But don’t take it personally if you get unfriended.

Do I want to be friends with you? Sure I do. But it doesn’t have to be on Facebook.

Categories: Tech Talk & Reviews

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21 replies »

  1. So timely as I was thinking about writing a post about who to friend on FB.

    Recently I’ve been getting requests from people I don’t know at all or maybe they left a comment or two on my blog. I’m thinking maybe I should set up a FB page just for my blog.

    Like you I have friends and family who live far away and FB is the easiest way to keep in touch.

    • @Nyc, perhaps you feel “vain” or something opening a fan page, but I think it’s a good idea. I’ve never gotten a comment from a reader that they wish they could be FB friends instead of being on the fan page.

  2. I have a FB page for my modest blog as I agree with you that this is the way forward, although I am no where near as popular as you are.
    Great post Sara and I will continue to LIKE your page πŸ™‚

    • @Lindy – thanks for your comment. I feel like the Fan pages are another commenting system in a way – and anyone can email me still so I’m accessible πŸ™‚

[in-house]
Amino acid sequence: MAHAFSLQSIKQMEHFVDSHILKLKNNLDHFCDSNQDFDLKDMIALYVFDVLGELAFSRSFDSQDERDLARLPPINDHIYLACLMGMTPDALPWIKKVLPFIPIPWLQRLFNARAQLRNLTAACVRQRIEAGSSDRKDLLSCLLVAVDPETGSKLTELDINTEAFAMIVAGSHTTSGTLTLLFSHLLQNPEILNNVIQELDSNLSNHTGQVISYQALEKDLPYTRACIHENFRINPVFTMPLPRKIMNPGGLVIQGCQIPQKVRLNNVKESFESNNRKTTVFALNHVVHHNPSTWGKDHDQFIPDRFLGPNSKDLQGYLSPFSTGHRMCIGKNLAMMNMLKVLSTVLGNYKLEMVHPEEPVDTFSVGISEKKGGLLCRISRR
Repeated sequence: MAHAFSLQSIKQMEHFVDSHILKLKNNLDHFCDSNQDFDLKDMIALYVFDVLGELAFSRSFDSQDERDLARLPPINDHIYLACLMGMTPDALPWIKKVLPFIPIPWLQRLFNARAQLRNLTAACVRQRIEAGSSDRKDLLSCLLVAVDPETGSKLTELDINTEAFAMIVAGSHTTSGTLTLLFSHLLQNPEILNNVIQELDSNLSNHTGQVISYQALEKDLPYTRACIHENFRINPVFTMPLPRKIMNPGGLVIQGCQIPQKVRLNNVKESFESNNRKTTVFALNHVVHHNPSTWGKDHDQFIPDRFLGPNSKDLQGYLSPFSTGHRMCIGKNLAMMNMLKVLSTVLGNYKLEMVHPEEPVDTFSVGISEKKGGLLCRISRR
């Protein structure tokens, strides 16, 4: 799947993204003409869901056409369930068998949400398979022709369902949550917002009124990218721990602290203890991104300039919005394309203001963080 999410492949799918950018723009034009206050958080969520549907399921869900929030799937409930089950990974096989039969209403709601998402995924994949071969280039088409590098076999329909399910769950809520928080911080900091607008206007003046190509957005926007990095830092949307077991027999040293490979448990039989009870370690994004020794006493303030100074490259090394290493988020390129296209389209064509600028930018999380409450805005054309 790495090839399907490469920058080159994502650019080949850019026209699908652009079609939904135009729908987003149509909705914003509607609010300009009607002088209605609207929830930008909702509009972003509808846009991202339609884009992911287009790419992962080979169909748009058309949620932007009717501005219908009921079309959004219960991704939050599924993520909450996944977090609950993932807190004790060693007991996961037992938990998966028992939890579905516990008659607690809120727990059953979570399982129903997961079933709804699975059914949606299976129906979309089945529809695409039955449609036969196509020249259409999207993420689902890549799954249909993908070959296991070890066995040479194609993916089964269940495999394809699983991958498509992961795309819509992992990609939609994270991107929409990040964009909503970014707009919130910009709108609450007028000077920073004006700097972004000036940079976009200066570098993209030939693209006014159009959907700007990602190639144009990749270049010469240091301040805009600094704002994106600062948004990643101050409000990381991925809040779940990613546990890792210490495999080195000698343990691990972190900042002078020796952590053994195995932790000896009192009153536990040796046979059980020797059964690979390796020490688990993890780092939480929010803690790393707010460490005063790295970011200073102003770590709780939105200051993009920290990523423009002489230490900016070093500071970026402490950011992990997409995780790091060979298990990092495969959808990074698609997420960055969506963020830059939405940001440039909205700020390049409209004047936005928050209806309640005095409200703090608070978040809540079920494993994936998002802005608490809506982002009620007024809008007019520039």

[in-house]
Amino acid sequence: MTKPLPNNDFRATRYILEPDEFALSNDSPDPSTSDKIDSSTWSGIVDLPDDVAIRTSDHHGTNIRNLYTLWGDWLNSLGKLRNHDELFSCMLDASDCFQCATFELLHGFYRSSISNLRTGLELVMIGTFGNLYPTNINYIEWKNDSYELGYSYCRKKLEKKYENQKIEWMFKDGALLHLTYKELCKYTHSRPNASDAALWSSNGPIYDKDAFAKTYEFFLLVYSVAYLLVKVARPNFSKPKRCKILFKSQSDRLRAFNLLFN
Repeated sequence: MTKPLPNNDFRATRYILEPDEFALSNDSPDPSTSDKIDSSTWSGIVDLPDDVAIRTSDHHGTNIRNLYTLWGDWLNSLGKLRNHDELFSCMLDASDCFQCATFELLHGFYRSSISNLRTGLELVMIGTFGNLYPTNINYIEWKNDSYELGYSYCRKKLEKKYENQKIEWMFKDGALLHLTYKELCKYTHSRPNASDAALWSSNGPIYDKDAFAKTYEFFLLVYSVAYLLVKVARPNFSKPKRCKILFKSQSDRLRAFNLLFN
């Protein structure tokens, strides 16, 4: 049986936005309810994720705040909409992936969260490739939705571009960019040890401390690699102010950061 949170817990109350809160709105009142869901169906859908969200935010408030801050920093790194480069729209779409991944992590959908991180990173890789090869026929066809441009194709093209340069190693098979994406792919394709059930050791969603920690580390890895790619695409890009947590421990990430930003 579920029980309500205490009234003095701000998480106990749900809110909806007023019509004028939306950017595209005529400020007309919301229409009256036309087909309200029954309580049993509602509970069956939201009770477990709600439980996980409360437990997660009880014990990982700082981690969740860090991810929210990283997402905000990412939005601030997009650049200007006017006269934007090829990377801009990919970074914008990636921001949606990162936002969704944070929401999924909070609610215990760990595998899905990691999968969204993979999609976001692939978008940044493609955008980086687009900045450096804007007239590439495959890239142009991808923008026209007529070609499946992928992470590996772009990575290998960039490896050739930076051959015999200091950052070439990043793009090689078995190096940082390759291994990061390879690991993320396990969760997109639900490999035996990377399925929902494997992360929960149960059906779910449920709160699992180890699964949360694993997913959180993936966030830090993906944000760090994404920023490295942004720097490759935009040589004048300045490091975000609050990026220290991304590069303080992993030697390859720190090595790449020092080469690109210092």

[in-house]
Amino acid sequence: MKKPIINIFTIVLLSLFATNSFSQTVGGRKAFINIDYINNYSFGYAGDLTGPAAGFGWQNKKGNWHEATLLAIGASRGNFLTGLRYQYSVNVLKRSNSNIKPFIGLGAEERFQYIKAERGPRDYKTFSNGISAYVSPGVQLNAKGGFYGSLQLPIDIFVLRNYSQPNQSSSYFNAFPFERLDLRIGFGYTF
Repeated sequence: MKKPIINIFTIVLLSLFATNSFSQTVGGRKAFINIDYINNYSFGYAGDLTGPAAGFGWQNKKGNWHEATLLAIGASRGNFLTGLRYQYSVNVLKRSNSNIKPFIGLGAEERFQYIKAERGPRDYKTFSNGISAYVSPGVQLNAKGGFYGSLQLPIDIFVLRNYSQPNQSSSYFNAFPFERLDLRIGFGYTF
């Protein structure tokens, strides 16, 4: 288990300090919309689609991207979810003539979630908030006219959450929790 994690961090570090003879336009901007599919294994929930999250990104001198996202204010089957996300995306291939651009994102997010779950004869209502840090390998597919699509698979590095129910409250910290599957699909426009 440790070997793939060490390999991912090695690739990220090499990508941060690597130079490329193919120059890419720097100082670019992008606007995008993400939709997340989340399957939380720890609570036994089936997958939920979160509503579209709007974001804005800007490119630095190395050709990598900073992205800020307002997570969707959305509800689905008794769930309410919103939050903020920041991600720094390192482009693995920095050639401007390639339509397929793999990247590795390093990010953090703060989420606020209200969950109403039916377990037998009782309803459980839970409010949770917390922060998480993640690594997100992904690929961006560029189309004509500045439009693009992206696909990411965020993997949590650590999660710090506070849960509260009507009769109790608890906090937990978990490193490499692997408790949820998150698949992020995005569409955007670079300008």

3. I don’t mind being removed as a friend on FB.. especially since I don’t personally know you.. As you mentioned, you have the fan page as well as multiple site where people can contact you. I have used them, several times and I’ve always appreciated your responses and help with my questions.

  4. Hmmmm, living in a small town I find that I get friend requests from all sorts of people that I see every day in the street. But most of these people don’t ‘salute’ me (say hi) when I pass by, maybe just a cursory ‘ciao; and hardly ever stop to talk, so why should I befriend them on facebook? But I feel guilty rejecting their friendship. I don’t particularly want half the town looking through my photos and reading my updates which are more for the benefit of my friends and family, but I still have a long list of unaccepted, unrejected friend requests that I don’t know what to do with. Am going to look into all this sorting and dividing, it could be the answer for me! Thanks Sara x